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Every investor in UTA Acquisition Corporation (NASDAQ:UTAA) should be aware of the most powerful shareholder groups. Institutions will often hold stock in bigger companies, and we expect to see insiders owning a noticeable percentage of the smaller ones. Companies that used to be publicly owned tend to have lower insider ownership.
UTA Acquisition is not a large company by global standards. It has a market capitalization of US$288m, which means it wouldn't have the attention of many institutional investors. Our analysis of the ownership of the company, below, shows that institutions are noticeable on the share registry. We can zoom in on the different ownership groups, to learn more about UTA Acquisition.
What Does The Institutional Ownership Tell Us About UTA Acquisition?
Many institutions measure their performance against an index that approximates the local market. So they usually pay more attention to companies that are included in major indices.
UTA Acquisition already has institutions on the share registry. Indeed, they own a respectable stake in the company. This suggests some credibility amongst professional investors. But we can't rely on that fact alone since institutions make bad investments sometimes, just like everyone does. When multiple institutions own a stock, there's always a risk that they are in a 'crowded trade'. When such a trade goes wrong, multiple parties may compete to sell stock fast. This risk is higher in a company without a history of growth. You can see UTA Acquisition's historic earnings and revenue below, but keep in mind there's always more to the story.
It looks like hedge funds own 5.3% of UTA Acquisition shares. That catches my attention because hedge funds sometimes try to influence management, or bring about changes that will create near term value for shareholders. Our data shows that United Talent Agency, LLC is the largest shareholder with 20% of shares outstanding. In comparison, the second and third largest shareholders hold about 5.3% and 5.2% of the stock.
On studying our ownership data, we found that 18 of the top shareholders collectively own less than 50% of the share register, implying that no single individual has a majority interest.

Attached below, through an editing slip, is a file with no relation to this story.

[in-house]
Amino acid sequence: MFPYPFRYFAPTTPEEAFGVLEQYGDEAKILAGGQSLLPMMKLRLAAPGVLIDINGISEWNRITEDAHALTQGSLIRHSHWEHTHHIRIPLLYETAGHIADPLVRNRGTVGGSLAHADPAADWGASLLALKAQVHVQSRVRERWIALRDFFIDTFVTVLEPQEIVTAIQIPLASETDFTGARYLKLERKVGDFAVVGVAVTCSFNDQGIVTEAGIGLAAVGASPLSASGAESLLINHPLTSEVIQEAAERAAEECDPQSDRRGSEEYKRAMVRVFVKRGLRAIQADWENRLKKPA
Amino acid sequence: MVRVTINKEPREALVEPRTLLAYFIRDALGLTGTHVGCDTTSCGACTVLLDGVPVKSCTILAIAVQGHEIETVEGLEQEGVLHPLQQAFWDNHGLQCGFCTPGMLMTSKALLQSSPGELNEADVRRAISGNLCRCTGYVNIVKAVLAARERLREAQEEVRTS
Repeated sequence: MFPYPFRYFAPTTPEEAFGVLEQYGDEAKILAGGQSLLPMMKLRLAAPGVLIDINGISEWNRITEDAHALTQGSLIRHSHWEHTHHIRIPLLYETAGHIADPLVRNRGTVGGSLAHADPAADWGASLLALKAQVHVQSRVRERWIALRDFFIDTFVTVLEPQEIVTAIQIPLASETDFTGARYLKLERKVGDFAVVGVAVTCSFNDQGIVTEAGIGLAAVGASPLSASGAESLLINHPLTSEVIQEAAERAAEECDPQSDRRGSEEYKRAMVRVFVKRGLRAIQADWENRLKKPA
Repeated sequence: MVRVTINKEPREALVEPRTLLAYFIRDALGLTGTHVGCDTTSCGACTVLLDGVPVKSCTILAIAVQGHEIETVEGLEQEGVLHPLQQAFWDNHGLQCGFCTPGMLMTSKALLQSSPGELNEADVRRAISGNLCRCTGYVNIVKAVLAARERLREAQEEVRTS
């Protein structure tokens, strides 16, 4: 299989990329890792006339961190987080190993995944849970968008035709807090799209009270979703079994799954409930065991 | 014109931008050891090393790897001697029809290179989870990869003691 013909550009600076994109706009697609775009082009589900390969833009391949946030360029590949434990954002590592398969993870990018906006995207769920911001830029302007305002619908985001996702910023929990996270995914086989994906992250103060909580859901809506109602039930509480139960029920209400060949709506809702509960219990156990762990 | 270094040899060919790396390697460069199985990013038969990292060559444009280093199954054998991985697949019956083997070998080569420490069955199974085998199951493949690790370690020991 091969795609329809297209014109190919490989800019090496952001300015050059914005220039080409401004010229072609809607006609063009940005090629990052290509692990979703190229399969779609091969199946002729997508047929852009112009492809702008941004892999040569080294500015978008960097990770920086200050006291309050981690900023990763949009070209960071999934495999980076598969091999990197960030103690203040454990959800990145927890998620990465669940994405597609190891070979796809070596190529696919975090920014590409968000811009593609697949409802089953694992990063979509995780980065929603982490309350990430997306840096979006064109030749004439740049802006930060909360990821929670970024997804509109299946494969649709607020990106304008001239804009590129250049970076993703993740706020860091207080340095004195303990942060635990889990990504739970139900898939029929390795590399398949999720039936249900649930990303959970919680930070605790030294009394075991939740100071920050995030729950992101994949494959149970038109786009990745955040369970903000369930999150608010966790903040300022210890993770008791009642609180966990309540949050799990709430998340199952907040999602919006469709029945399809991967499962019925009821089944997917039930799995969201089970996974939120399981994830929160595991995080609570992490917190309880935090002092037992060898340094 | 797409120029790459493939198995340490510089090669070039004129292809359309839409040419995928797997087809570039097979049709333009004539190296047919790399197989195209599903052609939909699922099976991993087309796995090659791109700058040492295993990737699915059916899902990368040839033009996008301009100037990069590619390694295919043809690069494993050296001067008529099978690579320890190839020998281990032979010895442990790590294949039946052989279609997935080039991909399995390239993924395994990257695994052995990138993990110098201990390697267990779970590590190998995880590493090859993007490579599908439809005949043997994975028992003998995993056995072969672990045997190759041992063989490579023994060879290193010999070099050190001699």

Researching institutional ownership is a good way to gauge and filter a stock's expected performance. The same can be achieved by studying analyst sentiments. We're not picking up on any analyst coverage of the stock at the moment, so the company is unlikely to be widely held.
Insider Ownership Of UTA Acquisition
The definition of an insider can differ slightly between different countries, but members of the board of directors always count. Management ultimately answers to the board. However, it is not uncommon for managers to be executive board members, especially if they are a founder or the CEO.
Most consider insider ownership a positive because it can indicate the board is well aligned with other shareholders. However, on some occasions too much power is concentrated within this group.
Our information suggests that UTA Acquisition Corporation insiders own under 1% of the company. But they may have an indirect interest through a corporate structure that we haven't picked up on. It seems the board members have no more than US$750k worth of shares in the US$288m company. We generally like to see a board more invested. However it might be worth checking if those insiders have been buying.
General Public Ownership
The general public -- including retail investors -- own 59% of UTA Acquisition. This size of ownership gives investors from the general public some collective power. They can and probably do influence decisions on executive compensation, dividend policies and proposed business acquisitions.
Private Company Ownership
We can see that Private Companies own 20%, of the shares on issue. Private companies may be related parties. Sometimes insiders have an interest in a public company through a holding in a private company, rather than in their own capacity as an individual. While it's hard to draw any broad stroke conclusions, it is worth noting as an area for further research.
While it is well worth considering the different groups that own a company, there are other factors that are even more important. For example, we've discovered 4 warning signs for UTA Acquisition (2 are potentially serious!) that you should be aware of before investing here.
Of course, you might find a fantastic investment by looking elsewhere. So take a peek at this free list of interesting companies.
NB: Figures in this article are calculated using data from the last twelve months, which refer to the 12-month period ending on the last date of the month the financial statement is dated. This may not be consistent with full year annual report figures.
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This article by Simply Wall St is general in nature. We provide commentary based on historical data and analyst forecasts only using an unbiased methodology and our articles are not intended to be financial advice. It does not constitute a recommendation to buy or sell any stock, and does not take account of your objectives, or your financial situation. We aim to bring you long-term focused analysis driven by fundamental data. Note that our analysis may not factor in the latest price-sensitive company announcements or qualitative material. Simply Wall St has no position in any stocks mentioned.